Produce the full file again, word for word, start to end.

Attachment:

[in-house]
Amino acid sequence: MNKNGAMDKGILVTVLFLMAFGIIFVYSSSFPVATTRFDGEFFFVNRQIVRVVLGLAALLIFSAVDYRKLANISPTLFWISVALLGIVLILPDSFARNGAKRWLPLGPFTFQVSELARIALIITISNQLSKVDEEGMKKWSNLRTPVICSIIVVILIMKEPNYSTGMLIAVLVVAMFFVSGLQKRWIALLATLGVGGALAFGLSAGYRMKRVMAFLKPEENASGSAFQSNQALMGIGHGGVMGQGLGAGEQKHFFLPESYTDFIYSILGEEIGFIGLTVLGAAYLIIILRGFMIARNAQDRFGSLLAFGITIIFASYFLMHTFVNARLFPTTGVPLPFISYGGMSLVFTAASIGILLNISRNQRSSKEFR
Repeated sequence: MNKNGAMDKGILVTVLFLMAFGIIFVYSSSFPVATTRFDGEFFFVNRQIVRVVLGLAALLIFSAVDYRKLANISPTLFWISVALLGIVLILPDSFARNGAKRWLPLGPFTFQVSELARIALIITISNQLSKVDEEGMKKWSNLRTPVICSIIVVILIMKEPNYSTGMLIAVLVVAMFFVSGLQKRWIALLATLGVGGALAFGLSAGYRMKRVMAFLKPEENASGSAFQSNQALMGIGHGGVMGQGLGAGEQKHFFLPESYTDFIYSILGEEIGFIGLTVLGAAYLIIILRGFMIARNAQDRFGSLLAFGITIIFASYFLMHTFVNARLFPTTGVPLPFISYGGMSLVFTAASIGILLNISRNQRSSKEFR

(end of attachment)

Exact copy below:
[in-house]
Amino acid sequence: MNKNGAMDKGILVTVLFLMAFGIIFVYSSSFPVATTRFDGEFFFVNRQIVRVVLGLAALLIFSAVDYRKLANISPTLFWISVALLGIVLILPDSFARNGAKRWLPLGPFTFQVSELARIALIITISNQLSKVDEEGMKKWSNLRTPVICSIIVVILIMKEPNYSTGMLIAVLVVAMFFVSGLQKRWIALLATLGVGGALAFGLSAGYRMKRVMAFLKPEENASGSAFQSNQALMGIGHGGVMGQGLGAGEQKHFFLPESYTDFIYSILGEEIGFIGLTVLGAAYLIIILRGFMIARNAQDRFGSLLAFGITIIFASYFLMHTFVNARLFPTTGVPLPFISYGGMSLVFTAASIGILLNISRNQRSSKEFR
Repeated sequence: MNKNGAMDKGILVTVLFLMAFGIIFVYSSSFPVATTRFDGEFFFVNRQIVRVVLGLAALLIFSAVDYRKLANISPTLFWISVALLGIVLILPDSFARNGAKRWLPLGPFTFQVSELARIALIITISNQLSKVDEEGMKKWSNLRTPVICSIIVVILIMKEPNYSTGMLIAVLVVAMFFVSGLQKRWIALLATLGVGGALAFGLSAGYRMKRVMAFLKPEENASGSAFQSNQALMGIGHGGVMGQGLGAGEQKHFFLPESYTDFIYSILGEEIGFIGLTVLGAAYLIIILRGFMIARNAQDRFGSLLAFGITIIFASYFLMHTFVNARLFPTTGVPLPFISYGGMSLVFTAASIGILLNISRNQRSSKEFR